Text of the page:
This rush will start to recede and you will start to feel a bit restless, uncomfortable, and nauseous. This feeling intensifies as the Kambo really goes to work releasing all those toxins and negative energy. This builds and eventually you will start to purge.


Purging varies between people and ceremonies. Often you will start to purge relatively quickly, bringing up the water that you have consumed. Sometimes it might be later and you can expect to see some bile come up too, as that’s where a lot of the toxins are concentrated, and it’s those that are really making you feel sick.


The ‘hump’


There will come a point, often within around 15 minutes of starting to purge, when you are purging bile, that you’ve hit the ‘hump’ of the purge, and you will start feeling much better and far less nauseous.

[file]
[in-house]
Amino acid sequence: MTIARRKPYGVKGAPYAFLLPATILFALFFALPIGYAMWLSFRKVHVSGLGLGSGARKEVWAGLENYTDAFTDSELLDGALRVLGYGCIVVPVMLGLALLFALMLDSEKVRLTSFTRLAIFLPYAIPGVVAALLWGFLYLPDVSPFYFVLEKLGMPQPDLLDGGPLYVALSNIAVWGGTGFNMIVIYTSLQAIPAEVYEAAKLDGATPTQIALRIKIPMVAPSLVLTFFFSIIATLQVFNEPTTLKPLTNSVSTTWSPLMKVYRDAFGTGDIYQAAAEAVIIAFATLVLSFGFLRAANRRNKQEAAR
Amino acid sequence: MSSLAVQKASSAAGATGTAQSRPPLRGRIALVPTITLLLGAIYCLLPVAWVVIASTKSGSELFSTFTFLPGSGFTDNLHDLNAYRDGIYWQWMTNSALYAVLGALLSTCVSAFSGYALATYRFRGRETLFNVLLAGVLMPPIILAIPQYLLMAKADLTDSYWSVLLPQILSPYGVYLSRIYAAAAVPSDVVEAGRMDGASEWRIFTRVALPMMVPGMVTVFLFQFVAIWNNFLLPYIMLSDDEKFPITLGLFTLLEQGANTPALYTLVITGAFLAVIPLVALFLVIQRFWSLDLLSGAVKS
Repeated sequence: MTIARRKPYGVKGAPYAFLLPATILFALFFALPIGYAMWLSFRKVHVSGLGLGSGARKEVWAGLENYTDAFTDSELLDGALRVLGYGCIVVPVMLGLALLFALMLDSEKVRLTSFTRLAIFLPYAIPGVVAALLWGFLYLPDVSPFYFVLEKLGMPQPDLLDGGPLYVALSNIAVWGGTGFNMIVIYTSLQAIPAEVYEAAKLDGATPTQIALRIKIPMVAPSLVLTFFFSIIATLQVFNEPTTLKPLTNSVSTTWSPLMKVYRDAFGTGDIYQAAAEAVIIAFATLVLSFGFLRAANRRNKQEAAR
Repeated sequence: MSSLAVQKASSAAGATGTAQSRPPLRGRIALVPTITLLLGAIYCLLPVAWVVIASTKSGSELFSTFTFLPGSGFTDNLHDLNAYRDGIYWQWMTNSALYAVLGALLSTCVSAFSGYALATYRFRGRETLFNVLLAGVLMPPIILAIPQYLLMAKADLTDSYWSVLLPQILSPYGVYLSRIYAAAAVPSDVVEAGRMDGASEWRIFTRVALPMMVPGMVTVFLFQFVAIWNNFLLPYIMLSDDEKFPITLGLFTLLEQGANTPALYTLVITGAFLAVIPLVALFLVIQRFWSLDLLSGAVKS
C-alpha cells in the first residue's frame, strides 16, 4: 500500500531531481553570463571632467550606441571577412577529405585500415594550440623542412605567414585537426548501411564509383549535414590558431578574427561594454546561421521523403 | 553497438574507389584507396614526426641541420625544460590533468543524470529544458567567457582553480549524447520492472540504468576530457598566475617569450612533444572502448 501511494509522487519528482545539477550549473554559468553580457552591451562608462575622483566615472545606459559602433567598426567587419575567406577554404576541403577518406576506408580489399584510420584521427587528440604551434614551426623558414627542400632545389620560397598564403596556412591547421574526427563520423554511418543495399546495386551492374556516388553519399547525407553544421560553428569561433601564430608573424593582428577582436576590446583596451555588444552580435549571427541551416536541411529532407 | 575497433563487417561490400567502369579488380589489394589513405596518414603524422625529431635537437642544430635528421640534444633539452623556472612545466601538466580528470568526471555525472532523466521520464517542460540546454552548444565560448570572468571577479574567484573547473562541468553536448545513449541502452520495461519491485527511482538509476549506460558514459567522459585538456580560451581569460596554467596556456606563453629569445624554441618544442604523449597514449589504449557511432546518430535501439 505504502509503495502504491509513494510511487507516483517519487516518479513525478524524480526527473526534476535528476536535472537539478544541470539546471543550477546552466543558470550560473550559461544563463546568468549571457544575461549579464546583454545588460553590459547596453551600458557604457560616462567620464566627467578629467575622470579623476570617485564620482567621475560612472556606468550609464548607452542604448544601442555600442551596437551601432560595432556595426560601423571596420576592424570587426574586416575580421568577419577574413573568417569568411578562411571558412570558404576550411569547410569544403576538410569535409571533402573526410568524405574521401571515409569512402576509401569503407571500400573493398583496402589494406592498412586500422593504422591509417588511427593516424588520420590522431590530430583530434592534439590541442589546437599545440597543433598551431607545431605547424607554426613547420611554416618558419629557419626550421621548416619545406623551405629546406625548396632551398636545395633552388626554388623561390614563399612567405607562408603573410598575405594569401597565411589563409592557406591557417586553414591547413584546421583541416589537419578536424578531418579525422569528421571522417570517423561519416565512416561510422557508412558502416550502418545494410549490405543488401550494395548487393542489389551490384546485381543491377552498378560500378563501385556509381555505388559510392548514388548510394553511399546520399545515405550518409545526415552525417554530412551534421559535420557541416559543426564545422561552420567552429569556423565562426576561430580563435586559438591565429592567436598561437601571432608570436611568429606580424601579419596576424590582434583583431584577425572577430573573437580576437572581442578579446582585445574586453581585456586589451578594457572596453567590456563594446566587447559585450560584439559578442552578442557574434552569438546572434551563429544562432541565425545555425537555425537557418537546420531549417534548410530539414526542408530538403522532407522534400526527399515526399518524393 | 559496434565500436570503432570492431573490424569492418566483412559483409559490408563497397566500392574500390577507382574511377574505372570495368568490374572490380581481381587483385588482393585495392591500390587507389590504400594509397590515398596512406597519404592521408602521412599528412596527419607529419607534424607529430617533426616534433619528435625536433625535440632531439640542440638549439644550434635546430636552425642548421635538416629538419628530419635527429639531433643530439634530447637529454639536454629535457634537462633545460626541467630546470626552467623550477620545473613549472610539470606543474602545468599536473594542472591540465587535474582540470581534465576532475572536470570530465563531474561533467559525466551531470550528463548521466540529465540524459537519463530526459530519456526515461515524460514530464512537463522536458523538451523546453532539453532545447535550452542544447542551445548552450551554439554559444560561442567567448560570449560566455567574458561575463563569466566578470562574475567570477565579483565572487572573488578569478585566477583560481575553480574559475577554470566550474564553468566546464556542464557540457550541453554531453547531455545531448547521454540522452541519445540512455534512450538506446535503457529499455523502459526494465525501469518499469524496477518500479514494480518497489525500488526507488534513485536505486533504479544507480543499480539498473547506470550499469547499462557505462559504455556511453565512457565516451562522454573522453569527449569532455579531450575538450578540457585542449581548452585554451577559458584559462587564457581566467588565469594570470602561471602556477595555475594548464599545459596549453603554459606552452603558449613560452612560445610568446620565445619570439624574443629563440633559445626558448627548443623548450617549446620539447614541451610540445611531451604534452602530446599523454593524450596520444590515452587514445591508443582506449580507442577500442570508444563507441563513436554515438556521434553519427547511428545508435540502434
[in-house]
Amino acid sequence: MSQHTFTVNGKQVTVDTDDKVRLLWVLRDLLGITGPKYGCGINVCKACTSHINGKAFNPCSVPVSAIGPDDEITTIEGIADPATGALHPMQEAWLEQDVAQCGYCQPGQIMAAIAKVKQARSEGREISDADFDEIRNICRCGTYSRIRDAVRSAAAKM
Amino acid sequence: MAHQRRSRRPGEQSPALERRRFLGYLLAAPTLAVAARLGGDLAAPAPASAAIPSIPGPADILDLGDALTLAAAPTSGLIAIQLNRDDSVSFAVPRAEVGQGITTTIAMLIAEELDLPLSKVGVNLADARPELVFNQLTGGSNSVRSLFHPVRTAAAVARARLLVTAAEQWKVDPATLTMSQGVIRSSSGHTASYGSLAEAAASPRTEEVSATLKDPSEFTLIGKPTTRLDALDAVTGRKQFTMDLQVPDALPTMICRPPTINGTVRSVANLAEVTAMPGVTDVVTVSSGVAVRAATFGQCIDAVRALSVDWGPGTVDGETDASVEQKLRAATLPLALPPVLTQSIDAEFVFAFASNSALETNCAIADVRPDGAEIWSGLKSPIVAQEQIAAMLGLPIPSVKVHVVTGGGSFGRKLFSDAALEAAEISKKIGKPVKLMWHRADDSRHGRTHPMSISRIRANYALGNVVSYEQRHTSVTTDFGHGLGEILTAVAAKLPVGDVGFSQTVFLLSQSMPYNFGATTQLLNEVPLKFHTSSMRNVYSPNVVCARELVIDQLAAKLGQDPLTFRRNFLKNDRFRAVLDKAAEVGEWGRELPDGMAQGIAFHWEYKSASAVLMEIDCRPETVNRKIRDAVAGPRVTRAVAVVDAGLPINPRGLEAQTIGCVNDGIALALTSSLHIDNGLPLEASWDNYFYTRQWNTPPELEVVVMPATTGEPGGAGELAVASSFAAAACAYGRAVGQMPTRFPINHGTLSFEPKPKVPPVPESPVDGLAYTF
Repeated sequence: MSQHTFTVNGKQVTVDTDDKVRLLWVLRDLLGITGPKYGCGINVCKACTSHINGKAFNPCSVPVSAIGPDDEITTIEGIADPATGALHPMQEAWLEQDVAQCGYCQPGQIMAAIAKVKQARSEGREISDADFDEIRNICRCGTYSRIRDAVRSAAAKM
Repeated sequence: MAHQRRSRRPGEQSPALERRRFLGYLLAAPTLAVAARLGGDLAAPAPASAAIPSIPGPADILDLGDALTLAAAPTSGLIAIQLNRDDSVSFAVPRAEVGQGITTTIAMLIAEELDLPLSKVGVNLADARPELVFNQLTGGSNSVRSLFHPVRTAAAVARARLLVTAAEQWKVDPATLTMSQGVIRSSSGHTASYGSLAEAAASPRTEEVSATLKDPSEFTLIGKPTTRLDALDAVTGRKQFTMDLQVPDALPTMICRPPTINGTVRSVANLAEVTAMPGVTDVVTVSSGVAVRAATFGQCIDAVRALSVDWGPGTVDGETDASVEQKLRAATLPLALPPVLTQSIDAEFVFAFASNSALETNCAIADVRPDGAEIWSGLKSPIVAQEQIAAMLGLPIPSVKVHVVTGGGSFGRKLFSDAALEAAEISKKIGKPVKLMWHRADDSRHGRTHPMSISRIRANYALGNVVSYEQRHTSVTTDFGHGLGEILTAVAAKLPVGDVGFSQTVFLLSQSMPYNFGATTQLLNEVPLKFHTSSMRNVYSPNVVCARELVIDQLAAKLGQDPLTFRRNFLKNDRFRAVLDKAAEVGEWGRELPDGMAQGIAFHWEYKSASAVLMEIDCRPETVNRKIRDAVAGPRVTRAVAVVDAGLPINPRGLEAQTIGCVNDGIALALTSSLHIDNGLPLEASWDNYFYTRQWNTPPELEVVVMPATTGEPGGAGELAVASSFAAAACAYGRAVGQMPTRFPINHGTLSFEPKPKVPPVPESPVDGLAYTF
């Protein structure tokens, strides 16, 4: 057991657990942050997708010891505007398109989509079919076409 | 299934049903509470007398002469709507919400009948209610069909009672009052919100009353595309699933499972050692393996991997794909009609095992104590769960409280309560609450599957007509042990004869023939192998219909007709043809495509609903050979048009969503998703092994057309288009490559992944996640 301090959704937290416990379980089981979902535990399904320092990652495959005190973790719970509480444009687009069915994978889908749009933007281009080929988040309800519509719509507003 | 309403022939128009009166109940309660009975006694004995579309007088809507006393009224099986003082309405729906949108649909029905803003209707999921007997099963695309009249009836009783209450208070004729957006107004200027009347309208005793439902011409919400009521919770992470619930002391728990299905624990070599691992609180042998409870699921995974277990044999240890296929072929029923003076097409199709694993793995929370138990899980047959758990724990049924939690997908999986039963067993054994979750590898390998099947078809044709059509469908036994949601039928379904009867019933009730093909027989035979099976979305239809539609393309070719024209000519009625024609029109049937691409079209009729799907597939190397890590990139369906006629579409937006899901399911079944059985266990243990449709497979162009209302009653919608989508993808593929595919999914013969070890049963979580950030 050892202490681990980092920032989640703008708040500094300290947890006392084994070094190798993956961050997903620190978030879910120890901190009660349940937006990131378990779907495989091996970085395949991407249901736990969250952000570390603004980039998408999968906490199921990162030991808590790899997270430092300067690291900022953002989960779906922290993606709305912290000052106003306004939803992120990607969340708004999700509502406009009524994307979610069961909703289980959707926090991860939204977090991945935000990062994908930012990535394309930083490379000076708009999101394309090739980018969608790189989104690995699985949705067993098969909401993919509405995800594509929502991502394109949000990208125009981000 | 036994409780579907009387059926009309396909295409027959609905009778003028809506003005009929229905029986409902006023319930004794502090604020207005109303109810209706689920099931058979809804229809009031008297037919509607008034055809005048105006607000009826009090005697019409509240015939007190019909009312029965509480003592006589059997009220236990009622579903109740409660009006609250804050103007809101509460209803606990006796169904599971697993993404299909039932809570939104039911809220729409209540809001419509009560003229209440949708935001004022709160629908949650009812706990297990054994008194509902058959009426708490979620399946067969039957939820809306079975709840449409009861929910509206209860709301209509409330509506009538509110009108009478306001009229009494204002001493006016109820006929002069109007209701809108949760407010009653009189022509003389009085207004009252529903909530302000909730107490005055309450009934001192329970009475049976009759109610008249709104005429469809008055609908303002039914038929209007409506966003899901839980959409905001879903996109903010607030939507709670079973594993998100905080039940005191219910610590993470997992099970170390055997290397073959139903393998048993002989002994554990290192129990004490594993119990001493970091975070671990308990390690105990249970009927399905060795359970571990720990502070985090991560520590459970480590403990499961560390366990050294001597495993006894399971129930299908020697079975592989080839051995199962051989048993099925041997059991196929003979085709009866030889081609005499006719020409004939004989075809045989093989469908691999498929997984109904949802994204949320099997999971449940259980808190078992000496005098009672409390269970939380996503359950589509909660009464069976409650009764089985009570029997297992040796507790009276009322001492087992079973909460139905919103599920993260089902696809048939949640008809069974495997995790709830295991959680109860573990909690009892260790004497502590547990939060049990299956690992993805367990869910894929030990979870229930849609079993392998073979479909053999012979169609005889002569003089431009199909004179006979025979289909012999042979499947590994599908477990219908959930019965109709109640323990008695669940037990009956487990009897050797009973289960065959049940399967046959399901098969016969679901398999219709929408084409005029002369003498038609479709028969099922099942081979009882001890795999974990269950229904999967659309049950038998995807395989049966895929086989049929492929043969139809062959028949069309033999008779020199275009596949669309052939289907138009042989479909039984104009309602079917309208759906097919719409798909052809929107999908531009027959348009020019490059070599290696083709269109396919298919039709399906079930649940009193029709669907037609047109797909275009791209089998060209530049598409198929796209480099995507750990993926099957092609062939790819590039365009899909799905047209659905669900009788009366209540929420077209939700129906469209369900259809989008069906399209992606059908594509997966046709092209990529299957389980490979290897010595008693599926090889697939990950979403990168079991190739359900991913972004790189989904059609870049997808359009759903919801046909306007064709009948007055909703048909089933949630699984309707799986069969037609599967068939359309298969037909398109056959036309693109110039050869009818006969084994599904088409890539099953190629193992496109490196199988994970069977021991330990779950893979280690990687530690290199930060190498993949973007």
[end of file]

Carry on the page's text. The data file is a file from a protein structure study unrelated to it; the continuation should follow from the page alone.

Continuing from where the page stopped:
The calm after the storm


Once you’ve finished purging you will feel spent - Kambo is an ‘ordeal’ medicine - so expect to feel like you’ve completed a big journey. However, within another 15 minutes or so you will start to feel a really calming wash of relief and serenity come over your body and mind. This feeling can persist for many hours after the ceremony.


What happens after the ceremony?



You will want to lie down and rest for a while after the ceremony. To recover your strength, and to float in that feeling of calm and release that you will be experiencing. Most ceremonies will provide about an hour of time after the end of purging to allow the participants to rest, meditate, and recover.